The seeds of Biscoe’s long association with Mike Westbrook took root  long before he joined the Westbrook Trio in 1979. As he told Chris Searle in a recent  interview for the Morning Star,  “I first heard the concert band live at the 100 Club and  fell in love with the mix of free­dom, organisation, tunes and great solos by saxophonists like Mike Osborne, Alan Skidmore and the real favourite, George Khan. I loved Mike’s constant desire to explore new projects and his willingness to take on the unusual.”

He continued, “ ‘Music Is’  starts with the history of my association with the West­brooks. Hence the concentration on music from the Mama Chicago and Cortege albums. It’s a mixture of pieces I felt I could play in a similar way to their first incar­nation, and others I wanted to take in a different direction.”

‘Music Is’, from ‘On Duke’s Birthday’, Westbrook’s celebration of Duke Ellington, opened the evening to beguiling effect. Whitford and Ford improvised freely around the variations of the plaintive theme expressed by Biscoe on soprano sax. Did Biscoe really conjure those final notes from his instrument? So exquisitely beautiful and yet way beyond its normal range. Or were they a figment of the imagination? Stunning.

‘Mama Chicago’, Westbrook’s ground-breaking ‘Jazz Cabaret’ from 1979, gave birth to the next two numbers. The richly evocative ‘Mama Chicago’ combined Kate Williams’ free-flowing piano, Biscoe’s slow searing alto and Outram’s bluesy guitar in a glorious melee of changing moods and shifting rhythms. ‘Goin’ to Chicago’ could be described as an atmospheric ‘road-song’, depicting the tension and mounting excitement of driving to the most populous city in America’s  mid-west, on a journey charged with the anticipation of the delights Chicago has to offer. I loved Eric Ford’s propulsive drumming and an insistent figure from Kate William’s keyboard that seemed to be counting down the miles to the destination.

The contemplative ‘View from The Drawbridge’ saw a return to a trio format, this time comprising Biscoe on soprano, Outram guitar and Dave Whitford on bass. First recorded in 1975 by a nineteen-strong orchestra, this arrangement lost none of its emotional splendour in this scaled-down interpretation. It brought to mind the haunting beauty of ‘Starless and Bible Black’, Stan Tracey’s timeless collaboration with the late Bobby Wellins.

The calming influence of Kate William’s sensitive keyboard touch helped restore order to the enjoyably anarchic  portrait of a late-night street scene in Vancouver depicted in ‘Aggro-Vancouver-Desperado’, allowing Biscoe’s majestic baritone to emerge briefly from the ensuing chaos. Biscoe explained the inspiration for the piece.  ‘For some unknown reason Mike and Kate Westbrook and I decided to walk back from an out-of-town gig by the pianist/singer Dave Frishberg. Vancouver is light and airy in daytime. It’s a lairy place at night.’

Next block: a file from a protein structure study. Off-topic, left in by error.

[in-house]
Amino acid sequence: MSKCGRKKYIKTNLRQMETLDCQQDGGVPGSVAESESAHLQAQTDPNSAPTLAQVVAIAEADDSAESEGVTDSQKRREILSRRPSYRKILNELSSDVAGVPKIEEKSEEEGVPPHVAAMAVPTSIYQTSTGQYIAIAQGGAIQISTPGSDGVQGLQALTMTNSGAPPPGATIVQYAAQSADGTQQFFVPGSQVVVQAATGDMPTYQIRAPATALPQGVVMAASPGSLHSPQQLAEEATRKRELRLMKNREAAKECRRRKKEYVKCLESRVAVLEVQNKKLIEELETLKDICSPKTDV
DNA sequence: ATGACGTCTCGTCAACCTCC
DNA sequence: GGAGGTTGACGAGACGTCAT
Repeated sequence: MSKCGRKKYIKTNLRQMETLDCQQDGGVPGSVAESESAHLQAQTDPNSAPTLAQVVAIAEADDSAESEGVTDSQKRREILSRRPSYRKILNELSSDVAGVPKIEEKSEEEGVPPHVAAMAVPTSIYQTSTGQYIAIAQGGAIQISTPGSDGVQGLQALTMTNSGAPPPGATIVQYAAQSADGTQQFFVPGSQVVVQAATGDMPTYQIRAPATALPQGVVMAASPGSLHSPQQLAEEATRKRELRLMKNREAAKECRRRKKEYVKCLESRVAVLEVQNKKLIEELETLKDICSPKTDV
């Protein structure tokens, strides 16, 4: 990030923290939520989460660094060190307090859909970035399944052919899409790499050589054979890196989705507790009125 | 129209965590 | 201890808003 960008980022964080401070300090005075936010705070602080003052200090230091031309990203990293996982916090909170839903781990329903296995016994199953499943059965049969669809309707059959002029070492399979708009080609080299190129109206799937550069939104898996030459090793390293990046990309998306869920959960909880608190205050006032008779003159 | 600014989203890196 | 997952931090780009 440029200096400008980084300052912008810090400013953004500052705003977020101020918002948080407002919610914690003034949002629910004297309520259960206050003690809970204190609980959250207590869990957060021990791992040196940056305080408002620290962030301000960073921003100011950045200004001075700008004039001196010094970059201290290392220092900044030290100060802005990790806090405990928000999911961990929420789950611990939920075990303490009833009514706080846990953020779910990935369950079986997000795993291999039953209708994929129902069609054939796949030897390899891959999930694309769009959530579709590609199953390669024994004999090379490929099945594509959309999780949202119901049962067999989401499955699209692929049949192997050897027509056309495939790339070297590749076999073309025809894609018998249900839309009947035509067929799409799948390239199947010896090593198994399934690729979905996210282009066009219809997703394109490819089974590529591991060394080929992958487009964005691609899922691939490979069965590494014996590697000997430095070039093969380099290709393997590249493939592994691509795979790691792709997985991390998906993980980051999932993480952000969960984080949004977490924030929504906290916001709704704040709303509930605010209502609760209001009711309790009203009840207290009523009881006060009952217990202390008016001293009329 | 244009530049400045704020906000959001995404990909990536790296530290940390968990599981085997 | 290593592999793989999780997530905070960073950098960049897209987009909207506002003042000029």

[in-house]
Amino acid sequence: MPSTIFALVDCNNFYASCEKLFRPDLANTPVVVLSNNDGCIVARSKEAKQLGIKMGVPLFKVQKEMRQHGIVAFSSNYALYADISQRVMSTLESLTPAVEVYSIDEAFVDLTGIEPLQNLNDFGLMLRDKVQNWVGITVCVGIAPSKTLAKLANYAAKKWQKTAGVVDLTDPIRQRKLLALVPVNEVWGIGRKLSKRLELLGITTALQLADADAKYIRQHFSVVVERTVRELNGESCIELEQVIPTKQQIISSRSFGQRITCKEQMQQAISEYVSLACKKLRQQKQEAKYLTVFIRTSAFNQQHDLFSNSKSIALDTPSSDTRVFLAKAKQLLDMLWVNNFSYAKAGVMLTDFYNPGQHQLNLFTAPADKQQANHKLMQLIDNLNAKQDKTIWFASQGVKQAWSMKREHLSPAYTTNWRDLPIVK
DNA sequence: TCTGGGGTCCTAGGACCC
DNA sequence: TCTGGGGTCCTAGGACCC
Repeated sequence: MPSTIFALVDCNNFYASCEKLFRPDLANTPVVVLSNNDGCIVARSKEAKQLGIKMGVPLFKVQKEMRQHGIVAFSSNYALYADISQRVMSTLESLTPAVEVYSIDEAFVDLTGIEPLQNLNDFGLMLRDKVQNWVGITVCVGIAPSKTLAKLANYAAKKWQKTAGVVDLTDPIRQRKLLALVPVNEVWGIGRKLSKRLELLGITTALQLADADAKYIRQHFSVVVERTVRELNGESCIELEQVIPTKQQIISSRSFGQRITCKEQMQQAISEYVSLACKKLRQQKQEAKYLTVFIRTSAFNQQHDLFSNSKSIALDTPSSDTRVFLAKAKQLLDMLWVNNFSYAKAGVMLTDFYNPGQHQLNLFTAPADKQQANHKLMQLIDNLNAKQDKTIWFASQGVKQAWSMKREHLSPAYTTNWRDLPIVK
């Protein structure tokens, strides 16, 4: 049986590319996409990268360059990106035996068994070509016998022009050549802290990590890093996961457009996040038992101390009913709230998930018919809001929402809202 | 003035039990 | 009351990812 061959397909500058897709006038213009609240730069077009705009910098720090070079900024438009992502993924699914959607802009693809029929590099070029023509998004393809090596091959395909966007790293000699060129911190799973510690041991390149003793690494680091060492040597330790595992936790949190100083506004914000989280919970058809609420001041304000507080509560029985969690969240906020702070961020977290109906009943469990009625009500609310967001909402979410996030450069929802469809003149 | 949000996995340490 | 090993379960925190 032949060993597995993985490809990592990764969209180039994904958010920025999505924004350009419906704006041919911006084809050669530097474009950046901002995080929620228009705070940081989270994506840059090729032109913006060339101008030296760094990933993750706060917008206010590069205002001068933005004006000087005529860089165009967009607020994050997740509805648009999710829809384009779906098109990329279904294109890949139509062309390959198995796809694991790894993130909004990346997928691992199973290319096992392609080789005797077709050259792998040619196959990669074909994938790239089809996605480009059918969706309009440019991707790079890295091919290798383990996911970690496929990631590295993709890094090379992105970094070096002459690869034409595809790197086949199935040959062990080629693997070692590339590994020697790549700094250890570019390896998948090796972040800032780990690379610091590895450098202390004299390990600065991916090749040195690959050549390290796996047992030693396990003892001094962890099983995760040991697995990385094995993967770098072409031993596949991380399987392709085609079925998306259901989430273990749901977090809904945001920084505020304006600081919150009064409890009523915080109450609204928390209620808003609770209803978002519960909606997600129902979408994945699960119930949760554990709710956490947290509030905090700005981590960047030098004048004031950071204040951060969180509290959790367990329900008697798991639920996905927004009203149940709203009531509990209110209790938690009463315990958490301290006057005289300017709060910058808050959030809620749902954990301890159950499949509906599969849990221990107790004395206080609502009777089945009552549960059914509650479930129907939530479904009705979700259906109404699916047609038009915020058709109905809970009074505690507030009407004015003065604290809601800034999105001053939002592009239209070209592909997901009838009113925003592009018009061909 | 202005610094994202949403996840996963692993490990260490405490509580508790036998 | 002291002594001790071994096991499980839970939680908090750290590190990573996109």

The first set closed with a personal favourite of Mike Westbrook; the Friedrich Hollaender/Ralph Freed ballad ‘You Leave Me Breathless’, featuring a beautiful solo by Mike Outram.

The yearning ache of loss filled Chris Biscoe’s baritone in the sax/drum dialogue that opened the second set as he reflected on the desolation of old communities in the wake of modern development in ‘Wasteground and Weeds’.

The following three pieces were drawn from ‘The Cortege’, Westbrook’s massive work for a seventeen-piece orchestra originally issued as a triple-album in 1982 which drew its inspiration from the canon of European poetry.

‘Enfance’, based on the text of French poet Paul Eluard captured the joyous spirit of childhood, though tinged with the bitter sweet knowledge that all too soon it comes to an end.

‘July ‘79’, served as a reminder that  ‘The Cortege’ was commissioned for the late and much-lamented Bracknell Festival of that year and evoked the jazz/rock feel of those days. Fine solos from Biscoe on alto and Mike Outram paid tribute to former Westbrook colleagues  Chris Hunter and Brian Godding.

As if to say, ‘Here we go guys. Let’s see where this will take us’, everyone cut loose to joyous effect  on ‘Graffitti’, the final choice from ‘The Cortege’.

A gorgeous re-working of ‘Music Is’, this time with the full band, and with Kate Williams and Mike Outram very much to the fore, brought the evening full circle to a magical close.